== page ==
Second of two parts.
Erie County's tourism market may be secondary to a global destination such as Niagara Falls, but it is nothing if not legitimate.
Its accumulation of attractions is remarkable: an array of Frank Lloyd Wright structures along with master works by other top American architects; a history that includes prominence on the Underground Railroad, and the assassination of President William McKinley and subsequent inauguration of Theodore Roosevelt; an art museum with world-class collections and ambitions; and its location at the western end of the Erie Canal and on the eastern tip of Lake Erie. This area has more going for it than most of its residents seem to acknowledge.
Alone, any of Erie County's noteable tourism assets might not compete well against other, more compelling and modern attractions. But lumped together and placed only 20 miles from one of the world's premier destinations, they can be a powerhouse. The trick is for Erie to partner with tourism officials in Niagara County -- and even in Southern Ontario -- in a way that gives them access to those visitors most interested in cultural tourism.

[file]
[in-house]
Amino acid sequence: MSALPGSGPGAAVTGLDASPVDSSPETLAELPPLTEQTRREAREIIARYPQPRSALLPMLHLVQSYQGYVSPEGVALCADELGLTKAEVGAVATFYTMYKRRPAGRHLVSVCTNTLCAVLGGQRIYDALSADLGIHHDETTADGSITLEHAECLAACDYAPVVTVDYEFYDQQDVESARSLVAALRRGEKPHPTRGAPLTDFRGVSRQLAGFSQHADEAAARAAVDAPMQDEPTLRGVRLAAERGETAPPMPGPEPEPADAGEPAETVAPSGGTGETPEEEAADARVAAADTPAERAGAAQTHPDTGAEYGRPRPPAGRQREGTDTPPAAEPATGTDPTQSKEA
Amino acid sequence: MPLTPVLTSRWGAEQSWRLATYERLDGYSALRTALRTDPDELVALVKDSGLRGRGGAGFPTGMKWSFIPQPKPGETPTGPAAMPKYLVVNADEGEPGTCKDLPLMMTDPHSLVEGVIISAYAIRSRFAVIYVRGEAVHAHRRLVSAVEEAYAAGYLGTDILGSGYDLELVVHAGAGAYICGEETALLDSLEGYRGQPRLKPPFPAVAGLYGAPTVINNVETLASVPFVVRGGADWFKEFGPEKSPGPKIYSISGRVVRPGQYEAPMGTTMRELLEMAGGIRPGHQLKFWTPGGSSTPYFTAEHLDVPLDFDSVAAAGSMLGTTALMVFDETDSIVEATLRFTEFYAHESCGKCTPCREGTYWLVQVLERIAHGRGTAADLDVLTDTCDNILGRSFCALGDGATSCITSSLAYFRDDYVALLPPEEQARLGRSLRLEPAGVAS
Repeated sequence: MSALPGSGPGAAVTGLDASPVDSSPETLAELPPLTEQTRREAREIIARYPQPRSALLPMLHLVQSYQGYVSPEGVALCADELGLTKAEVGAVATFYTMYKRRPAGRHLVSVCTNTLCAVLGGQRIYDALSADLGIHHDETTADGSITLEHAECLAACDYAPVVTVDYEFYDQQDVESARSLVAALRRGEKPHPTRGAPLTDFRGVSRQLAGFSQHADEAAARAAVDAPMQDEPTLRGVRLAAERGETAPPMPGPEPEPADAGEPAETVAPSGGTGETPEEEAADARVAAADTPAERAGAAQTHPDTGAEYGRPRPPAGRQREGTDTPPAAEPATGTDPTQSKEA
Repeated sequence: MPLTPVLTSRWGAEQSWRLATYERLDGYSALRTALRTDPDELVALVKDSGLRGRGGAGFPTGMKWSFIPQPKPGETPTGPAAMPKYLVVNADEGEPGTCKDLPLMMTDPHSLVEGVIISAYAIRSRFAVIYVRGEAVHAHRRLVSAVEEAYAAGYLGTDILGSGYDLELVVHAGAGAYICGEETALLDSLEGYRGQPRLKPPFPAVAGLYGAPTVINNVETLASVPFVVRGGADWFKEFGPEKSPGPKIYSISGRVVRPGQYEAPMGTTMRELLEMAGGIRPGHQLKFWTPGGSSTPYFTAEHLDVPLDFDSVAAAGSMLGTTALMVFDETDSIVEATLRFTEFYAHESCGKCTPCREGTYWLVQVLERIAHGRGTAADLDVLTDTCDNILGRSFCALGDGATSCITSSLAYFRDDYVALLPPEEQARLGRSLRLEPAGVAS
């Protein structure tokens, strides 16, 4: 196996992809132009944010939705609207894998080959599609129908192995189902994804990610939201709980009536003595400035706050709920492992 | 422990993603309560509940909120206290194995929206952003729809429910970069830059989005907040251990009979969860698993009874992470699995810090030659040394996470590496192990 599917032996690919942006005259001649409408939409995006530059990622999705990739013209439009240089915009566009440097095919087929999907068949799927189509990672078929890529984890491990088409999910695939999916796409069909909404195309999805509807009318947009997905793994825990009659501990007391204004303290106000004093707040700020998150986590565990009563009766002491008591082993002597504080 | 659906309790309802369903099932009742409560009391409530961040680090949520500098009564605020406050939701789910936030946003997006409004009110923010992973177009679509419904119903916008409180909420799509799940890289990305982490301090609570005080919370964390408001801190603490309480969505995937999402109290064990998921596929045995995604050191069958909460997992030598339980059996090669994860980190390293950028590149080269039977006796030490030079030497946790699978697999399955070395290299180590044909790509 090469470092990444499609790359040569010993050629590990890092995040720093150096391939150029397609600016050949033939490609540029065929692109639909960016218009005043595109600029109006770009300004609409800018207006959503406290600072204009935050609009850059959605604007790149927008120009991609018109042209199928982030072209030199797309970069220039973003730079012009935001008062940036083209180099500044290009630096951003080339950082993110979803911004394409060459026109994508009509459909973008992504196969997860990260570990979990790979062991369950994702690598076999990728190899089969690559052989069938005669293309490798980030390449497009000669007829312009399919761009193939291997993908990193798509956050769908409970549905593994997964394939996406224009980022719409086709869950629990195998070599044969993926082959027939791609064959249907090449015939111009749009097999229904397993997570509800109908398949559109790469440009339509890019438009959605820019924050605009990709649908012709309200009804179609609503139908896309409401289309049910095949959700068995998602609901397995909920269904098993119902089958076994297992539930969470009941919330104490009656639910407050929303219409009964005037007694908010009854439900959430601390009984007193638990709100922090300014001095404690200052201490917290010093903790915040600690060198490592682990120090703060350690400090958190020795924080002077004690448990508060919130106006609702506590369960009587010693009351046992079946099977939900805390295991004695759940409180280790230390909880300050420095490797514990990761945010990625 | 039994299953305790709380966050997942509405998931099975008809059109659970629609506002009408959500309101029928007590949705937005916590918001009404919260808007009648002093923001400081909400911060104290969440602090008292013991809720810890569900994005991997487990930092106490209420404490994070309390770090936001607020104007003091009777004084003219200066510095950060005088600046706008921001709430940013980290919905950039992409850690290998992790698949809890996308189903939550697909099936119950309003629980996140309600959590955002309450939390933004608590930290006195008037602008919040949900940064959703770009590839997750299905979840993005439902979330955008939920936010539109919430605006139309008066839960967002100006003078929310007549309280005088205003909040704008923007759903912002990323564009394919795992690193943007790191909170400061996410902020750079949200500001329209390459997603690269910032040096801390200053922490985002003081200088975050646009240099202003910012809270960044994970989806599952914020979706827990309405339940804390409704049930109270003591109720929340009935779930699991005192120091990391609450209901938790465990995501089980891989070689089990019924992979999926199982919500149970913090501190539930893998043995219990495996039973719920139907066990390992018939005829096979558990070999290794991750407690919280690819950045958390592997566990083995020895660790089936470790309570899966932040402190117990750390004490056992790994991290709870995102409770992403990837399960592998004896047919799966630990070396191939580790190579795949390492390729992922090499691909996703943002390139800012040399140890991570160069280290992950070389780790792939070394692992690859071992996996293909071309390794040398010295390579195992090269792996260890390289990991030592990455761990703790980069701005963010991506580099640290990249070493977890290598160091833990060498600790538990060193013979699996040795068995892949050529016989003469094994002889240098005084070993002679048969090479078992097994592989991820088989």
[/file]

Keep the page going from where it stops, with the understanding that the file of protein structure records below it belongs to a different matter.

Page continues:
At the same time, the county needs to work the flip side of that coin, targeting traditional cultural tourists by noting that while they are here feasting on our arts and architecture, they can also visit one of the world's great natural wonders just a few miles down the road and even place a bet or two here, there or everywhere.
With the county's Underground Railroad connection -- an asset that is slated for further development soon -- the county should also do more to attract African-American tourists. It's a natural market, and given its recent growth, an especially attractive one. Between 2000 and 2002, that market grew 4 percent, twice as fast as the tourism market in general, according to a spokeswoman with the Tourism Industry Association of America.
These are stopgap measures, though. They won't bring to Erie County the number of visitors its assets deserve. As the county gets its finances back in order, it needs to get back in the game of attracting visitors, including those who never thought of visiting the Buffalo area but who would love it once they arrived.